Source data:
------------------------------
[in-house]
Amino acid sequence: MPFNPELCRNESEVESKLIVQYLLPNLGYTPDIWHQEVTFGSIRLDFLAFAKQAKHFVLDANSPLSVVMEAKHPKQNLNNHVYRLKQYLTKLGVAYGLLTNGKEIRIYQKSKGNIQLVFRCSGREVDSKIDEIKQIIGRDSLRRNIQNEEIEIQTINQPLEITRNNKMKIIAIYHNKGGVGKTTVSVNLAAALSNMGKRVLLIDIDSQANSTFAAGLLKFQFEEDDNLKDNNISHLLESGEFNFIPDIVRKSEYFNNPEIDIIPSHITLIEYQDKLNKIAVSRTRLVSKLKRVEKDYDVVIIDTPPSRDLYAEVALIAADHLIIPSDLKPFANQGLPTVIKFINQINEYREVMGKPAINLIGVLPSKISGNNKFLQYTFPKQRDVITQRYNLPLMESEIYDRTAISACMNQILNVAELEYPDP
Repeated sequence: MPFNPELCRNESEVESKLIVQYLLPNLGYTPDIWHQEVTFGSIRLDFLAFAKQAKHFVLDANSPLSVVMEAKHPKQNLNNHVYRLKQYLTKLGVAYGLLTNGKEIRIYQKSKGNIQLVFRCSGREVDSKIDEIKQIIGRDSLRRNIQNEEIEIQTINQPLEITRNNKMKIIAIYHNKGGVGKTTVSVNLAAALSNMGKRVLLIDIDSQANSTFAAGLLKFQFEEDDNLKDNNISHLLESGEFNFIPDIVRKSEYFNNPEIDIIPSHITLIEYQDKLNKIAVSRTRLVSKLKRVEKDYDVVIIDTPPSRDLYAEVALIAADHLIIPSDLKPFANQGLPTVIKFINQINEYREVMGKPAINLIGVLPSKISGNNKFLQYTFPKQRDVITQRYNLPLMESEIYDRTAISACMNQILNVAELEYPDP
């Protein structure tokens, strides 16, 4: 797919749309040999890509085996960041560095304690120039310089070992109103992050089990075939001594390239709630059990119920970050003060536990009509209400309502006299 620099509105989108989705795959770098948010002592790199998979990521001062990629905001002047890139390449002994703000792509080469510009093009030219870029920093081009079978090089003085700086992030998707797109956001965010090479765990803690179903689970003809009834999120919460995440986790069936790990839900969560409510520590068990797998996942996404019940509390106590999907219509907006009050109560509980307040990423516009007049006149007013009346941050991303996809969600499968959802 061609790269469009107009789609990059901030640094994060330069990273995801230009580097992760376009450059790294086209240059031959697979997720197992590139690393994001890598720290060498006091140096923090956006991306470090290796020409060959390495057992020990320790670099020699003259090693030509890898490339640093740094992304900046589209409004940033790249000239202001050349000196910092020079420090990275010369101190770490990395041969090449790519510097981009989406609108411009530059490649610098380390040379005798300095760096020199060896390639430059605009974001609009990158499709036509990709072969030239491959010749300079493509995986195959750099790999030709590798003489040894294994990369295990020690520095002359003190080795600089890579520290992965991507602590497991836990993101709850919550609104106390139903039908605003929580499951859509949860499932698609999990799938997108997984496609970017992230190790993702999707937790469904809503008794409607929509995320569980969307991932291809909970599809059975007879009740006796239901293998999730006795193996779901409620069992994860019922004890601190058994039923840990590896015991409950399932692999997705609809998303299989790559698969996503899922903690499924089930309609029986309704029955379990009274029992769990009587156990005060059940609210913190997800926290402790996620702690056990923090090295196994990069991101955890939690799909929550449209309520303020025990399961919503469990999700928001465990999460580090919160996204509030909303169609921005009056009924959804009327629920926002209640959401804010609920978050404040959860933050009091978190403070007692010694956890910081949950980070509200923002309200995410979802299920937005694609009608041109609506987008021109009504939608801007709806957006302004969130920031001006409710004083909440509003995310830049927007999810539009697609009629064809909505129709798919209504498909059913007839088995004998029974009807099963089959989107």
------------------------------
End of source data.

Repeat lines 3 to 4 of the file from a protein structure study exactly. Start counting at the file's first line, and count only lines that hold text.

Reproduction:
Repeated sequence: MPFNPELCRNESEVESKLIVQYLLPNLGYTPDIWHQEVTFGSIRLDFLAFAKQAKHFVLDANSPLSVVMEAKHPKQNLNNHVYRLKQYLTKLGVAYGLLTNGKEIRIYQKSKGNIQLVFRCSGREVDSKIDEIKQIIGRDSLRRNIQNEEIEIQTINQPLEITRNNKMKIIAIYHNKGGVGKTTVSVNLAAALSNMGKRVLLIDIDSQANSTFAAGLLKFQFEEDDNLKDNNISHLLESGEFNFIPDIVRKSEYFNNPEIDIIPSHITLIEYQDKLNKIAVSRTRLVSKLKRVEKDYDVVIIDTPPSRDLYAEVALIAADHLIIPSDLKPFANQGLPTVIKFINQINEYREVMGKPAINLIGVLPSKISGNNKFLQYTFPKQRDVITQRYNLPLMESEIYDRTAISACMNQILNVAELEYPDP
């Protein structure tokens, strides 16, 4: 797919749309040999890509085996960041560095304690120039310089070992109103992050089990075939001594390239709630059990119920970050003060536990009509209400309502006299 620099509105989108989705795959770098948010002592790199998979990521001062990629905001002047890139390449002994703000792509080469510009093009030219870029920093081009079978090089003085700086992030998707797109956001965010090479765990803690179903689970003809009834999120919460995440986790069936790990839900969560409510520590068990797998996942996404019940509390106590999907219509907006009050109560509980307040990423516009007049006149007013009346941050991303996809969600499968959802 061609790269469009107009789609990059901030640094994060330069990273995801230009580097992760376009450059790294086209240059031959697979997720197992590139690393994001890598720290060498006091140096923090956006991306470090290796020409060959390495057992020990320790670099020699003259090693030509890898490339640093740094992304900046589209409004940033790249000239202001050349000196910092020079420090990275010369101190770490990395041969090449790519510097981009989406609108411009530059490649610098380390040379005798300095760096020199060896390639430059605009974001609009990158499709036509990709072969030239491959010749300079493509995986195959750099790999030709590798003489040894294994990369295990020690520095002359003190080795600089890579520290992965991507602590497991836990993101709850919550609104106390139903039908605003929580499951859509949860499932698609999990799938997108997984496609970017992230190790993702999707937790469904809503008794409607929509995320569980969307991932291809909970599809059975007879009740006796239901293998999730006795193996779901409620069992994860019922004890601190058994039923840990590896015991409950399932692999997705609809998303299989790559698969996503899922903690499924089930309609029986309704029955379990009274029992769990009587156990005060059940609210913190997800926290402790996620702690056990923090090295196994990069991101955890939690799909929550449209309520303020025990399961919503469990999700928001465990999460580090919160996204509030909303169609921005009056009924959804009327629920926002209640959401804010609920978050404040959860933050009091978190403070007692010694956890910081949950980070509200923002309200995410979802299920937005694609009608041109609506987008021109009504939608801007709806957006302004969130920031001006409710004083909440509003995310830049927007999810539009697609009629064809909505129709798919209504498909059913007839088995004998029974009807099963089959989107």